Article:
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two minutes to midnight. 

Curated by Steph Cibich

Featuring work by Steph Fuller and Emilija Kasumovic


12 Compton St, Adelaide, South Australia

Opening Night: Wed 1 April 2020 

Last Day: Sat 18 April 2020

Gallery hours:

Wed: 1pm - 4pm

 Thu: 1pm - 4pm

Fri: 1pm- 7pm

Sat: 10am - 4pm

or by appointment

Our world is going to end. It’s just a matter of time. 


We live in troubled times. Our existence is cast against a backdrop of escalating climate risks, misinformation and nuclear tensions. Despite all efforts, the new normal feels like a pendulum clock swaying tenuously between progress and Armageddon. 


Individuals too feel the weight of time in their everyday lives. Time is relentless, indifferent and before we know it, time is up. How we use our time is critical and in our globalised climate, time is ultimately about keeping score. Because deep down, we’re all counting. 


two minutes to midnight. is informed by the Doomsday Clock. Designed by the Bulletin of the Atomic Scientists, this metaphorical timepiece warns the public about how close humanity is to destroying itself and our planet with dangerous technologies, nuclear warfare and climate change. At the time of this exhibition’s conception, the Doomsday Clock was set at two minutes to midnight; the closest setting to the end of time as we know it since the Cold War. Now, in 2020 we are closer still, highlighting the urgency of a global existential crisis and the accelerating pace at which our future slips between our fingers. 


two minutes to midnight. invites emerging artists Steph Fuller (SA) and Emilija Kasumovic (SA) to respond to these ideas through sensitive investigations of contemporary existence. Curated by Steph Cibich (SA) and presented as part of the 2020 FELTspace Emerging Curator Program, this exhibition features new photographic, video and installation works produced in response to one another’s practice and inspired by collaborative conversations between the artists and curator. 

Steph Fuller 

Fuller is a South Australian artist working with still and moving images. Her camera-based works explore the natural world under the cover of nightfall, exposing the lesser known vulnerabilities of creatures and objects. 


‘When this work was created, Australia was on fire. Every day I saw the devastation on the news and watched fire icons appearing on the state map. A nation was pushed past breaking point. A broken government paraded its flaws. I could do little more than watch both fire and ignorance spread, and mourn the death of the lucky country.’ – Steph Fuller 


Emilija Kasumovic

Kasumovic works within an expanded practice of drawing, sculpture and installation. Fascinated in natural phenomena, her work analyses the intersections between science, spirituality and the temporal fragility of materials. 


‘We are grappling with the fast pace of change and nihilistic anxiety brought on by annihilating climate change. In response to this, my work includes a spatial installation mimicking both the edge and the surface of water. Polyvinyl stream-like threads are hung to impart a sense of the in-between and the flux in which we currently stand; not quite over the edge, but on the threshold. As viewers navigate in and around the work, they are immersed and connected in this liminal space, in-between the light and the dark abyss.‘ – Emilija Kasumovic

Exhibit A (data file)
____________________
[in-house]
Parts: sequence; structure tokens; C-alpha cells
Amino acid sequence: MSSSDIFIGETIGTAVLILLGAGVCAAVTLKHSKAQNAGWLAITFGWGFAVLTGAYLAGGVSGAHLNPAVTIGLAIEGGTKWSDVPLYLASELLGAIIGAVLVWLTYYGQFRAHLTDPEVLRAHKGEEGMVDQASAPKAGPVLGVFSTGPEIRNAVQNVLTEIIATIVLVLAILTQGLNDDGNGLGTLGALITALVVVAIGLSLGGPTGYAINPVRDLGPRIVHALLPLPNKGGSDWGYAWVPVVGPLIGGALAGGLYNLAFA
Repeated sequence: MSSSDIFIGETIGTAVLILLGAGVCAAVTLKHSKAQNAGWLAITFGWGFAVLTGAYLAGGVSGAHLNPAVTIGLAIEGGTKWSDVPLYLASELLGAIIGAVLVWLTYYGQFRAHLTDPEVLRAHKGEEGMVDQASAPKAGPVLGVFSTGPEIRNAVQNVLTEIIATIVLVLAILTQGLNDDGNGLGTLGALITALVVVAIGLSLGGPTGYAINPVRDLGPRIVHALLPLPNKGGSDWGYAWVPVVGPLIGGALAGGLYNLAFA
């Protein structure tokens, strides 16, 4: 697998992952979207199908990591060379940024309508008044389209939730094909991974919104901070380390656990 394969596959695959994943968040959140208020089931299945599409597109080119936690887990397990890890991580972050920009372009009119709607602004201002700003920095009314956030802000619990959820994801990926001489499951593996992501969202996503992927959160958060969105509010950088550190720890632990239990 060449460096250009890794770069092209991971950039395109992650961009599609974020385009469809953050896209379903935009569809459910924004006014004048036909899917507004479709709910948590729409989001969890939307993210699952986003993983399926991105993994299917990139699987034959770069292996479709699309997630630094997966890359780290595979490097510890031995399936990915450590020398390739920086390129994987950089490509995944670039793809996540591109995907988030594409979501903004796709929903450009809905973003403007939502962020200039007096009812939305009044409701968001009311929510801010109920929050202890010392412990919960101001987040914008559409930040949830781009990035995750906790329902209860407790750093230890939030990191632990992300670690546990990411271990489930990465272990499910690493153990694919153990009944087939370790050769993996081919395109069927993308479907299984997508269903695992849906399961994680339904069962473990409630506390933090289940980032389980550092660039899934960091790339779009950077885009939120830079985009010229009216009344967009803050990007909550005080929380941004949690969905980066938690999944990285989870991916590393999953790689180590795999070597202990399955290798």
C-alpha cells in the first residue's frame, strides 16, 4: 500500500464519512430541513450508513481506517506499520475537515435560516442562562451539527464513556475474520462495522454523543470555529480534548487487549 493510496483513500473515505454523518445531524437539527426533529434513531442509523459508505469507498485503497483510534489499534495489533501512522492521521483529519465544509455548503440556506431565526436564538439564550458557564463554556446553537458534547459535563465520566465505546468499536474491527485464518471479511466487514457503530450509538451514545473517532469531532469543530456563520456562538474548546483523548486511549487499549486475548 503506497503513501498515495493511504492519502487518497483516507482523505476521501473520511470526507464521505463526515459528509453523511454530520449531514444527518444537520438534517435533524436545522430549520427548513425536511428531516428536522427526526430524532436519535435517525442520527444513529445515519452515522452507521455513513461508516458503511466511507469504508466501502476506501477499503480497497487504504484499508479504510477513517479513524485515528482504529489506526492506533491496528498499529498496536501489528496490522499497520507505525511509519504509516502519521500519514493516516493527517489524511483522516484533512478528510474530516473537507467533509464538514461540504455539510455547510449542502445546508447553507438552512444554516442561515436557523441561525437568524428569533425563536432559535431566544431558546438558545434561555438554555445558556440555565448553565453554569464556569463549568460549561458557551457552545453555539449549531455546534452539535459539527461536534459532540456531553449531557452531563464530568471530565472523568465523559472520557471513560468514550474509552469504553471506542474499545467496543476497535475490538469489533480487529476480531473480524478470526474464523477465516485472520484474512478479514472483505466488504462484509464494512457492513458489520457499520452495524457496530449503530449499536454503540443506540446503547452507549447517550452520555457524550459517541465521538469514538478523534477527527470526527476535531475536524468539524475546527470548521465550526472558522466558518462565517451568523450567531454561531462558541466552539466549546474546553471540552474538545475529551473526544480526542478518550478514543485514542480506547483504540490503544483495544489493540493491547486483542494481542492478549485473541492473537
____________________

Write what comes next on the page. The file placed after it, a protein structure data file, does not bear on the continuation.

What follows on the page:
Front Gallery
Emilija Kasumovic
Front Gallery
portraits of the elderly (the quiet Australians) (working title)
Steph Fuller

During the making of another work, I found myself suddenly aware of the personhood of the adolescent gum trees in my backyard. I put a hand to one, leaning into its steadfastness as it supported my weight. I took in the texture of its skin, and noticed the blemishes it was adorned with.

These are black and white portraits of trees. Just as a black and white photograph of an old person asks the viewer to take the time to appreciate the sitter's lived experience, I hope that the viewer sees something human in my subjects. Without any colour to take cues from, the skin of these trees are as telling as a grandmother's hands.

These prints will be uniformly presented on the walls of the front gallery.

Back Gallery
The Australian Dream
Steph Fuller

This video was made while Australia was on fire, in my backyard on a warm afternoon in January.
The hose running on a hot day felt like something tied to my Australian upbringing.
The water spreading is intended to reference the way that fires spread throughout the country over Dec 2019 / Jan 2020.

This work may / may not have accompanying sound - yet to be determined.

Below is a 5 min excerpt, full video pending upload.

5 min excerpt from The Australian Dream, 2020

Night Sky (working title)
Steph Fuller

This video work will play in the FELTdark space (facing out into the street and played after hours).

It is the first time I have superimposed multiple videos together.
It is intended to represent the night sky. 

The insects are all dying.
At one point, the insects are arranged to mimic the Southern Cross constellation and

the Pointers (but they move around so it is only fleeting).

This work will go for longer and have more insects (they will be duller so that the constellation is still apparent)

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